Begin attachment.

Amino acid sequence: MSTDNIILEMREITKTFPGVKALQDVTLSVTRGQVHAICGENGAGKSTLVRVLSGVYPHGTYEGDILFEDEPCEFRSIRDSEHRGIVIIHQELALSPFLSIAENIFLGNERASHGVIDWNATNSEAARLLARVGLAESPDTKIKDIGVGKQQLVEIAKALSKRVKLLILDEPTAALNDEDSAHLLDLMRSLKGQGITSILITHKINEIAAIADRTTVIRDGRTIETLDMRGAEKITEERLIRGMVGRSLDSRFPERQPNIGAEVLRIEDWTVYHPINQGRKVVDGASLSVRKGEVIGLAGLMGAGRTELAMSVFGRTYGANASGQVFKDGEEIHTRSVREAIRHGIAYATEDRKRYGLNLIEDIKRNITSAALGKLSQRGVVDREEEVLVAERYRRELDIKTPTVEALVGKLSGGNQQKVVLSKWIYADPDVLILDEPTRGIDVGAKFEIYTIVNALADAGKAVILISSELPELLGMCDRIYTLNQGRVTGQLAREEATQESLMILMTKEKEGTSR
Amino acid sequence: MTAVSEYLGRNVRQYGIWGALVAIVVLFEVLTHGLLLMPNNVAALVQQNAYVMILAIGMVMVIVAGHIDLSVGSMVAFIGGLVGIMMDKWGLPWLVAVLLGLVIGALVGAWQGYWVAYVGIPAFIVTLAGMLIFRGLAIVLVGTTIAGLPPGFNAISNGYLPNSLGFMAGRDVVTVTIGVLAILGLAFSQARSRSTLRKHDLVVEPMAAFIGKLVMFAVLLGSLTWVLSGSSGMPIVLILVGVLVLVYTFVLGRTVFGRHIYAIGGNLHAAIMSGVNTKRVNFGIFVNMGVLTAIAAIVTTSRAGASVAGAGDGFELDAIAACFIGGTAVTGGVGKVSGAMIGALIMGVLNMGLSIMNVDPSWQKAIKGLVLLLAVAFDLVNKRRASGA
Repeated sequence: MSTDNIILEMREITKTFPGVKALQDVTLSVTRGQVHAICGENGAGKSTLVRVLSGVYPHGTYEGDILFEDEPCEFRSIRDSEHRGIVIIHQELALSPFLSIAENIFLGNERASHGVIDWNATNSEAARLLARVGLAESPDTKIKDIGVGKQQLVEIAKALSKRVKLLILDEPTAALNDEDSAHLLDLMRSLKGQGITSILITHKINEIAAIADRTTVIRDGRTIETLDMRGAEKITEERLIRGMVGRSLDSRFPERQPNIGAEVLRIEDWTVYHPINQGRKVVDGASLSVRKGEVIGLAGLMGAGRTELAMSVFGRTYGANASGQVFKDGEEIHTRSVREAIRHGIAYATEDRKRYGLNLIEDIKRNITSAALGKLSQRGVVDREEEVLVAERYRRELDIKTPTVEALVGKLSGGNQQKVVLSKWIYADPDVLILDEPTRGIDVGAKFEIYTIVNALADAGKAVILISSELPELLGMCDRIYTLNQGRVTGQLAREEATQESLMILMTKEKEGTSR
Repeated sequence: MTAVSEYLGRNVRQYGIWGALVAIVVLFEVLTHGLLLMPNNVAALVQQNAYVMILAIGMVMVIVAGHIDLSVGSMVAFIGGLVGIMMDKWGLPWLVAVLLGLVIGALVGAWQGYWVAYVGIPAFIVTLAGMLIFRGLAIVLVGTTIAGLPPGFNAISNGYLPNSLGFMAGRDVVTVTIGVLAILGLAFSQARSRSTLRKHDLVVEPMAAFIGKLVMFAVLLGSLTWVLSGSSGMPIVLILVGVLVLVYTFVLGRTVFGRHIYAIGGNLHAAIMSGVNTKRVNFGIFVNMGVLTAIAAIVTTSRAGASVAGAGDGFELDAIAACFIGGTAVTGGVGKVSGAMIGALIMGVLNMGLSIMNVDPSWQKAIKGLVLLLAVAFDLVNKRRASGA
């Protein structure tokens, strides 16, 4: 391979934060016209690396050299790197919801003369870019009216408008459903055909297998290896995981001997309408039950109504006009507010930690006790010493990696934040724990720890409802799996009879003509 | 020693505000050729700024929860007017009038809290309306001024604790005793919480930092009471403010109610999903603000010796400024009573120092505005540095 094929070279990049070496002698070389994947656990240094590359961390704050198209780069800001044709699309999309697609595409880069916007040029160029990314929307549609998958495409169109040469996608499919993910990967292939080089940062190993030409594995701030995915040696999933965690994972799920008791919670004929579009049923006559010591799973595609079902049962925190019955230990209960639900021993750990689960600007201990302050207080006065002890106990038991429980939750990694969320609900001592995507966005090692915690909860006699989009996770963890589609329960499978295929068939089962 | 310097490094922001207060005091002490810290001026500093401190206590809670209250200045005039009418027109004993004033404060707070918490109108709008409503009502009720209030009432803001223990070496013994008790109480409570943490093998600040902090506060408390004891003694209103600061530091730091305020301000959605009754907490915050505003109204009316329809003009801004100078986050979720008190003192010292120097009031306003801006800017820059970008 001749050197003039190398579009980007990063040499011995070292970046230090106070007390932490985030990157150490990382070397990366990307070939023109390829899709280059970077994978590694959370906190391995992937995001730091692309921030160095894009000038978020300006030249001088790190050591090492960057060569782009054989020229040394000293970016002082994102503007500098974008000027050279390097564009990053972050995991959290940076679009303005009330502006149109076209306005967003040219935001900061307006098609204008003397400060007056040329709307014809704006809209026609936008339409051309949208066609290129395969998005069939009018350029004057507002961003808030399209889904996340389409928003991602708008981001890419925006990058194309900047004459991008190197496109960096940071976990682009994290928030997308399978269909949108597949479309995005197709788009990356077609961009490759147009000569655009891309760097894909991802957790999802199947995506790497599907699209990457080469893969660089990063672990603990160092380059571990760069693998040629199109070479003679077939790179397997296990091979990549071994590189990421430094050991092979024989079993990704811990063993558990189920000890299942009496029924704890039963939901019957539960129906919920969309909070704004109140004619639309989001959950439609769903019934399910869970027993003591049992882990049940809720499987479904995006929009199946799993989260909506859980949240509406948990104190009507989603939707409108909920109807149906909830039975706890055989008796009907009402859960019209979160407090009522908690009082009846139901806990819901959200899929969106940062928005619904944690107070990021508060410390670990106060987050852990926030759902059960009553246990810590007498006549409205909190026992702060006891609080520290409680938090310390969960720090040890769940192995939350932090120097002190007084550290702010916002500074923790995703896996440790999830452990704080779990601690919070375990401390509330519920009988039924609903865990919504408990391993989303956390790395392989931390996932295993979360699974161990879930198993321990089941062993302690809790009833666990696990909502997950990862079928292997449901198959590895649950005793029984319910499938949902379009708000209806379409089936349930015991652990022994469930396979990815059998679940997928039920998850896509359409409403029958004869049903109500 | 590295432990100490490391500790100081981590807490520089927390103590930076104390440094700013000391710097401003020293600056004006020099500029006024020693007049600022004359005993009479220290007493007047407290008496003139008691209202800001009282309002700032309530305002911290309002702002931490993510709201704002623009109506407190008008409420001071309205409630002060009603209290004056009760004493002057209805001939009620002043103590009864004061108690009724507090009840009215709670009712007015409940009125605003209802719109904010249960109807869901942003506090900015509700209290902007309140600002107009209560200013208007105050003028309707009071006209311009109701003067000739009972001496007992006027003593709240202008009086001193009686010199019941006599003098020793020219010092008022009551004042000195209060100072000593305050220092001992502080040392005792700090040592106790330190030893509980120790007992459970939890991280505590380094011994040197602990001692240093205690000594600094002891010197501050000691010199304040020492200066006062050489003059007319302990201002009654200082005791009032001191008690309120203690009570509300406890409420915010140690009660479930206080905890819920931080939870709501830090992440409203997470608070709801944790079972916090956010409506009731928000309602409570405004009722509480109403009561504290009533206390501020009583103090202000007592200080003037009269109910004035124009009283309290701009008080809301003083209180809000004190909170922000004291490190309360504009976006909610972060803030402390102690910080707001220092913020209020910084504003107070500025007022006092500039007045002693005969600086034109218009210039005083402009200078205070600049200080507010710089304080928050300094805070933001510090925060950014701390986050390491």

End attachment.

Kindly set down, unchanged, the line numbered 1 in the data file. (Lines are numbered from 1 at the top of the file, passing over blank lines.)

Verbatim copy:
Amino acid sequence: MSTDNIILEMREITKTFPGVKALQDVTLSVTRGQVHAICGENGAGKSTLVRVLSGVYPHGTYEGDILFEDEPCEFRSIRDSEHRGIVIIHQELALSPFLSIAENIFLGNERASHGVIDWNATNSEAARLLARVGLAESPDTKIKDIGVGKQQLVEIAKALSKRVKLLILDEPTAALNDEDSAHLLDLMRSLKGQGITSILITHKINEIAAIADRTTVIRDGRTIETLDMRGAEKITEERLIRGMVGRSLDSRFPERQPNIGAEVLRIEDWTVYHPINQGRKVVDGASLSVRKGEVIGLAGLMGAGRTELAMSVFGRTYGANASGQVFKDGEEIHTRSVREAIRHGIAYATEDRKRYGLNLIEDIKRNITSAALGKLSQRGVVDREEEVLVAERYRRELDIKTPTVEALVGKLSGGNQQKVVLSKWIYADPDVLILDEPTRGIDVGAKFEIYTIVNALADAGKAVILISSELPELLGMCDRIYTLNQGRVTGQLAREEATQESLMILMTKEKEGTSR